That growing public demand for access to healthcare information is still running into resistance from some in the medical establishment.
"There are those who still have a very paternalistic view of the healthcare system, which is [that] nobody is smart enough to understand the way it works except for those who run it and they should be putting in place whatever they believe is necessary to protect the patients and it is not the role of pesky journalists or inquisitive patients to take them to task," Ornstein says. "But these initiatives, which are putting information in the public domain, necessarily require hospitals to look at these things themselves and to hopefully correct problems before they harm patients."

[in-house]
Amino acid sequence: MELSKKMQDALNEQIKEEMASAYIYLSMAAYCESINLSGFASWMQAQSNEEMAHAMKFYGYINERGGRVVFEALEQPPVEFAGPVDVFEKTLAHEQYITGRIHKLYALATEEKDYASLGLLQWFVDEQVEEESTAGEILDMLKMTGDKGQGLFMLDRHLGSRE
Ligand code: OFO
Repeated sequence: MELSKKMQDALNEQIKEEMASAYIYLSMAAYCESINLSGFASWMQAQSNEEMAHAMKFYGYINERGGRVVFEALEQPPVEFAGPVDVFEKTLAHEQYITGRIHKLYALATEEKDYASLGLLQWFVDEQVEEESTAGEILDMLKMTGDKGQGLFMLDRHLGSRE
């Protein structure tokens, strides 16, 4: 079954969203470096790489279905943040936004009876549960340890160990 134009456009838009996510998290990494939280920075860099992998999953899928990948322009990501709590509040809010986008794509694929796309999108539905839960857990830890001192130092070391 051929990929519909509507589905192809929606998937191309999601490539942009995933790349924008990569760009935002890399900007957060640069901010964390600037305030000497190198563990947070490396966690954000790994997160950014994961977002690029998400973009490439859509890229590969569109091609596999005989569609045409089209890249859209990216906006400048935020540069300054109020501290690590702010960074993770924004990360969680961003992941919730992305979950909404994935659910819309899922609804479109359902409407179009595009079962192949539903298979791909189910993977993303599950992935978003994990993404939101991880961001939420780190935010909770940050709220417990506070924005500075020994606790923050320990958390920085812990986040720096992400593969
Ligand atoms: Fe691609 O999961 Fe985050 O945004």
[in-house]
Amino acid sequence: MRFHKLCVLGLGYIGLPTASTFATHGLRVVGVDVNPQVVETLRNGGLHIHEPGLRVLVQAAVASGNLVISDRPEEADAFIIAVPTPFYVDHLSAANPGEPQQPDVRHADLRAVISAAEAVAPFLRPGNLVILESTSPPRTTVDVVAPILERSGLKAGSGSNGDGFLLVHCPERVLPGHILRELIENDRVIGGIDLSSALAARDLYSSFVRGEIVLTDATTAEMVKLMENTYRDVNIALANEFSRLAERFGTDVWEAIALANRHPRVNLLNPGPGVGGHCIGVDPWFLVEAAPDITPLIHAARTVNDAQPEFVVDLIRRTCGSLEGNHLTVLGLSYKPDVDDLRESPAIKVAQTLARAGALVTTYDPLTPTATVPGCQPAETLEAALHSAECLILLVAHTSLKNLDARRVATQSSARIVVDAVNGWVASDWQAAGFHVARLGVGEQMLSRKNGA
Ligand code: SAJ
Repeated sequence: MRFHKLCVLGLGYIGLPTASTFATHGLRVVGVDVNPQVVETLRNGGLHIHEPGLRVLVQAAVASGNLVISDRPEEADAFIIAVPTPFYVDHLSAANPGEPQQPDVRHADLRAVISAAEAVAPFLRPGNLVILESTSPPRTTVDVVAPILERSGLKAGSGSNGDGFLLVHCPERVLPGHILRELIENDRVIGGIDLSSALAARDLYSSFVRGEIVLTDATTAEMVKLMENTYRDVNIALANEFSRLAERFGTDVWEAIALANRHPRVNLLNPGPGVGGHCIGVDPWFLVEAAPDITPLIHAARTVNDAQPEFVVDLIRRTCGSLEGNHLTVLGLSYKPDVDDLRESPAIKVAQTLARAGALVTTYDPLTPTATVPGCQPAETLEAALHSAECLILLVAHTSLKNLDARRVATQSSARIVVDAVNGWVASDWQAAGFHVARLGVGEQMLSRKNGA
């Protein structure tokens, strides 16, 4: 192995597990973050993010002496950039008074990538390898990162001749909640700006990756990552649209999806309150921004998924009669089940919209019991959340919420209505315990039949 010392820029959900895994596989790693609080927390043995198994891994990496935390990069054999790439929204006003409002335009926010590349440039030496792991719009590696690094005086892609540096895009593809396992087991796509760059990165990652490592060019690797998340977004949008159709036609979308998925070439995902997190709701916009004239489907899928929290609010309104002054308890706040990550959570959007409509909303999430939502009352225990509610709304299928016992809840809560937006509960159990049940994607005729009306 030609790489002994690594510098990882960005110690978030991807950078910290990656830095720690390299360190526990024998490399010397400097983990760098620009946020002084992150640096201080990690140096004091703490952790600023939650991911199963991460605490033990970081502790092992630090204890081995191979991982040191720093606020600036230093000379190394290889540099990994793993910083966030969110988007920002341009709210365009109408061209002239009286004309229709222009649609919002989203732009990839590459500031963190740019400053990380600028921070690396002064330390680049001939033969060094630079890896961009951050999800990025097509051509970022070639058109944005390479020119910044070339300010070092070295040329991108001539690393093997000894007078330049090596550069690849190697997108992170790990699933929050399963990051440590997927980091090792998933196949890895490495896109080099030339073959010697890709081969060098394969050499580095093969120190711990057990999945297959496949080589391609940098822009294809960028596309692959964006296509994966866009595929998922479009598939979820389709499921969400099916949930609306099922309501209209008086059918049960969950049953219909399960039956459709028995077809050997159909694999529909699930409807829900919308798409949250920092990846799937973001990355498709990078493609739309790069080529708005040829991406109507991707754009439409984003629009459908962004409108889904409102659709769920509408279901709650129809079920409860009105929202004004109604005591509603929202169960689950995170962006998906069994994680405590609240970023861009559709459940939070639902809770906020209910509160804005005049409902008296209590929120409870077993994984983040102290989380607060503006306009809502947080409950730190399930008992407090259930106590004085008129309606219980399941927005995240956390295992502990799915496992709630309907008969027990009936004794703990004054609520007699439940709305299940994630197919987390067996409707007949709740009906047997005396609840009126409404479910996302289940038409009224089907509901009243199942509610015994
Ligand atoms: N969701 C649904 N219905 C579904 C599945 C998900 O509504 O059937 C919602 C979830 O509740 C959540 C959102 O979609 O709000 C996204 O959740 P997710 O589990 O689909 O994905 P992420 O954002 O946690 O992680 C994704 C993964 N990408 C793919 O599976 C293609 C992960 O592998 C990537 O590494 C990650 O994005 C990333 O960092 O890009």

Ornstein believes those objections will dissolve as transparency demonstrates that it can help improve quality and patient safety even as it reduces costs. "When reporters write about problems within the healthcare system, the goal is that the problems will be fixed," he says. "If you are able to write a story about hospitals that make mistakes, you would hope that not only would the hospital you are writing about fix the problem but that other hospitals would read about it and would make sure it doesn't happen at their hospital."